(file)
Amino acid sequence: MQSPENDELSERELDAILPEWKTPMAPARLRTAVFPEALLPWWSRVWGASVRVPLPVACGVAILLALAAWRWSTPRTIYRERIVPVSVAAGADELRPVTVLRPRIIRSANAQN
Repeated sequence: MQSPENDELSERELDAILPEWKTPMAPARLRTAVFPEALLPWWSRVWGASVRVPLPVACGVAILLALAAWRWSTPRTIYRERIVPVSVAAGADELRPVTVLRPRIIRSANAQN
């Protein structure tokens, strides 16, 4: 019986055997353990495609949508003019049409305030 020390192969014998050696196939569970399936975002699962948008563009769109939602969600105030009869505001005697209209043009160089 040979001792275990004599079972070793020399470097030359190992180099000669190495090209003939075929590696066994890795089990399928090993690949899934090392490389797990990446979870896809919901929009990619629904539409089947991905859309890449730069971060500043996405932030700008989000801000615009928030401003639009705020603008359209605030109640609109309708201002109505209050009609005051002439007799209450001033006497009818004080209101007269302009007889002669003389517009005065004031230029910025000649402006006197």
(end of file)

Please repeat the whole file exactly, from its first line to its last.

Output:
Amino acid sequence: MQSPENDELSERELDAILPEWKTPMAPARLRTAVFPEALLPWWSRVWGASVRVPLPVACGVAILLALAAWRWSTPRTIYRERIVPVSVAAGADELRPVTVLRPRIIRSANAQN
Repeated sequence: MQSPENDELSERELDAILPEWKTPMAPARLRTAVFPEALLPWWSRVWGASVRVPLPVACGVAILLALAAWRWSTPRTIYRERIVPVSVAAGADELRPVTVLRPRIIRSANAQN
């Protein structure tokens, strides 16, 4: 019986055997353990495609949508003019049409305030 020390192969014998050696196939569970399936975002699962948008563009769109939602969600105030009869505001005697209209043009160089 040979001792275990004599079972070793020399470097030359190992180099000669190495090209003939075929590696066994890795089990399928090993690949899934090392490389797990990446979870896809919901929009990619629904539409089947991905859309890449730069971060500043996405932030700008989000801000615009928030401003639009705020603008359209605030109640609109309708201002109505209050009609005051002439007799209450001033006497009818004080209101007269302009007889002669003389517009005065004031230029910025000649402006006197």